1. We love your creations. How did you first get into Encaustic Art and can you remember the very first thing you made?
In 1986 Shona bought a painting at a big craft show in Alexandra Palace where we had a woodturning stand. It was an oil pastel and wax background, then finished off with a small iron by a French Canadian man. The mystery caught my imagination and I couldn’t resist trying it at home. These are my first 3 creations. Ten weeks later I sold a load at St.Davids Cathedral in Pembrokeshire, and it all grew from that.
2. Your shows were a hit with our customers in November; everyone loves your designs and techniques, where do you get your ideas from?
It’s a joint effort really. We both have a willingness to explore and try stuff out. A sort of “Keep your eyes open” where we play with the wax colours and iron and watch the results appear! Ideas just pop up! Not only with wax and Encaustic Art though – with everything in life. Have you ever wondered where ideas actually come from?
3. When you’re not creating master pieces, what else do you like to do for fun?
We both enjoy nature, so walking in the hills or on the beautiful coastline are vital activities. I often have a camera at hand – loving taking shots for reference, for capturing beauty, for practising composition. Gardening is another thing we both find very rewarding and gets us out into the open air. Good food, cooking and eating it are high on the list – we both cook pretty well and that has had to evolve and expand since we became vegetarian in 2008.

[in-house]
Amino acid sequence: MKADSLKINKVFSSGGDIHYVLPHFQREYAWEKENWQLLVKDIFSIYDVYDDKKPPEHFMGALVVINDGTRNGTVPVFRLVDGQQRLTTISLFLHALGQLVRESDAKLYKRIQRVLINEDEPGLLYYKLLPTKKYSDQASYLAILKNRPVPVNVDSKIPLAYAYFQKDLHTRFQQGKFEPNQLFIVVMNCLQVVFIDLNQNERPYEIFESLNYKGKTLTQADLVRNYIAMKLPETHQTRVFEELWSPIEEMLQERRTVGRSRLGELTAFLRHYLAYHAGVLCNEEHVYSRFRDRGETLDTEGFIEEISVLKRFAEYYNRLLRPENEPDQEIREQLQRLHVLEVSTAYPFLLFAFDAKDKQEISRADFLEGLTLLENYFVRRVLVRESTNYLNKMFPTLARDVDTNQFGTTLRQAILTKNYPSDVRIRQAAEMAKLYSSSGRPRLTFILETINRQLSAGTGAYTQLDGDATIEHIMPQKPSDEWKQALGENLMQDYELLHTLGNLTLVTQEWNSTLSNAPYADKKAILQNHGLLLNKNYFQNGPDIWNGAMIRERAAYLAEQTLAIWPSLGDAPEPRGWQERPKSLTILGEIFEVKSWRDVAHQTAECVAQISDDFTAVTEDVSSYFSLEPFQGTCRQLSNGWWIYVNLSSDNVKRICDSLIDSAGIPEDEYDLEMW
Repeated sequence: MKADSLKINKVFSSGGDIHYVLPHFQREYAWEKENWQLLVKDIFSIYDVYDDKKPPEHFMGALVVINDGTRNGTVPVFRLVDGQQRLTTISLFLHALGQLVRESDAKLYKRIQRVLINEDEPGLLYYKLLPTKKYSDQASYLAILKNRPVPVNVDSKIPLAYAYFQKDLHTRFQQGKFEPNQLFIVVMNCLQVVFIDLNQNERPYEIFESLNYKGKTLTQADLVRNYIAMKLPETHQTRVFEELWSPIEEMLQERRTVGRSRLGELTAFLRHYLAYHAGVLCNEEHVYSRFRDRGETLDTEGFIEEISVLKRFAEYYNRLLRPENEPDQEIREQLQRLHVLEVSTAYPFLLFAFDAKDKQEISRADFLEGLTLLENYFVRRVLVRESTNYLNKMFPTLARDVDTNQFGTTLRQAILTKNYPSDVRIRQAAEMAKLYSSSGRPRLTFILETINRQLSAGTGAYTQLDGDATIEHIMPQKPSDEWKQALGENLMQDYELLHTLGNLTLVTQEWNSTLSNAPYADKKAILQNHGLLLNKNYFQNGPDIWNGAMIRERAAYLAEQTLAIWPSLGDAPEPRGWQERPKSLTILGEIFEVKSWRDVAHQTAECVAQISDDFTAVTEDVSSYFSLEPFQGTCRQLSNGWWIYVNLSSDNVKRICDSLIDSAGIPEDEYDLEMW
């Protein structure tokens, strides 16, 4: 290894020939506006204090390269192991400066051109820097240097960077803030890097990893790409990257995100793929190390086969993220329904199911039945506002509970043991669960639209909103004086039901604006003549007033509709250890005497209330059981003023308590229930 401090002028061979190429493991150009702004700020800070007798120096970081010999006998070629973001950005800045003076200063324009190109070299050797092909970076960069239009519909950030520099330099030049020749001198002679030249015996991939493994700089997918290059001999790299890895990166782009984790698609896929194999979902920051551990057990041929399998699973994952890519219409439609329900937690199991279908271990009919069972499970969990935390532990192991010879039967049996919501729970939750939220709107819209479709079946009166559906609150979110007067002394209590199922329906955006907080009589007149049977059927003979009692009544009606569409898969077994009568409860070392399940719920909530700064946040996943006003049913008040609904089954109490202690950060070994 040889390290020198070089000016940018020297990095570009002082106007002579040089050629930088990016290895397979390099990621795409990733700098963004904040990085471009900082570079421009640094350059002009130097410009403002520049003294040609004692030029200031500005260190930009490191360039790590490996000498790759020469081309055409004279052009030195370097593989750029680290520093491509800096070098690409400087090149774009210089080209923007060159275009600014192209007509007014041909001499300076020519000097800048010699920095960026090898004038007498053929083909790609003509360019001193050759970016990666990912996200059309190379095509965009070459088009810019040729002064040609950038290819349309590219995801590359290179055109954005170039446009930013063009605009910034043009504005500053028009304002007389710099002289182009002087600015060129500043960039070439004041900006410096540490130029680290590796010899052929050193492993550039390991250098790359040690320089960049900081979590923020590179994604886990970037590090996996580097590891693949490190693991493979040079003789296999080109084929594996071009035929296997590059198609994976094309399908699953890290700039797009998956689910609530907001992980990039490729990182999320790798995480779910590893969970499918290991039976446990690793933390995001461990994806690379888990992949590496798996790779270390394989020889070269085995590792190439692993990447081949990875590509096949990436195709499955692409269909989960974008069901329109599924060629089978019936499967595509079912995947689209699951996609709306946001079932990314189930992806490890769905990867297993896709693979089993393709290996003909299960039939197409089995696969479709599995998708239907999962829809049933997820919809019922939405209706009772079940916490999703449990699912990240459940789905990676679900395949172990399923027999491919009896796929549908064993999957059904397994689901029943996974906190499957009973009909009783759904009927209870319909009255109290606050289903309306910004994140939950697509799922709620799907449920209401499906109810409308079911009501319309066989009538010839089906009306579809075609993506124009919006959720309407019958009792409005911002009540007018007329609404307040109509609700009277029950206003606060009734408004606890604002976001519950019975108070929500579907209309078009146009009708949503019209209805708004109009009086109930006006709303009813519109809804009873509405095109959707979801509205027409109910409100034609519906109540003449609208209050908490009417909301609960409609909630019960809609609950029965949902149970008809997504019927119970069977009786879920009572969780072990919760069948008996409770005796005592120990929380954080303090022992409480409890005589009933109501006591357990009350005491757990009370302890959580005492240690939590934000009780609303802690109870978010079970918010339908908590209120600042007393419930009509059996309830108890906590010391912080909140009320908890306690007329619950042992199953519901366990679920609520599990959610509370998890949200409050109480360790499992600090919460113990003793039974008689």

4. What was your first “when I grow up I want to be…?”
Michael – I grew up on a farm – my dad was a herdsman, so I thought farming might be my future.
Shona – I loved gymnastics at school, so thought I might be a gymnast one day.
5. Christmas is fast approaching, how do you like to spend your Christmas Day?
Christmas Day is brought to life by children, so when there are kids or close family around it is a very happy fun filled and peaceful day. Good food, some fresh air and a log fire make it work for us.
6. How did you feel before appearing on Hochanda for the first time?
We were both pleased and excited. Being invited to work with Hochanda gave us a fresh opportunity to share our enthusiasm for Encaustic Art. Television has played an important role in expanding Encaustic Art into a worldwide activity enjoyed by tens of thousands globally. Michael began TV way back in the day on programs like “Art Attack” and “How 2”. Do you remember them?
7. I’m sure everyone (including us) is dying to know, what 5 piece of kit can you not live without?
Michael – I’m going to keep this question for myself….
A camera – I LOVE using pictures to tell a story.
An A4 spiral-wire-bound plain paper drawing pad & black rollerball pen – I like to write, to sketch rough ideas, to make notes – not for great drawings at all – more for reflective understanding and to help my memory hold it all together.
Large cutting mat with strong sharp knife, a metal rule & masking tape – presentation is key to all artwork. So a clean cut edge makes all the difference. This item is an essential for me. … and I can’t live without masking tape!!!!!!!!!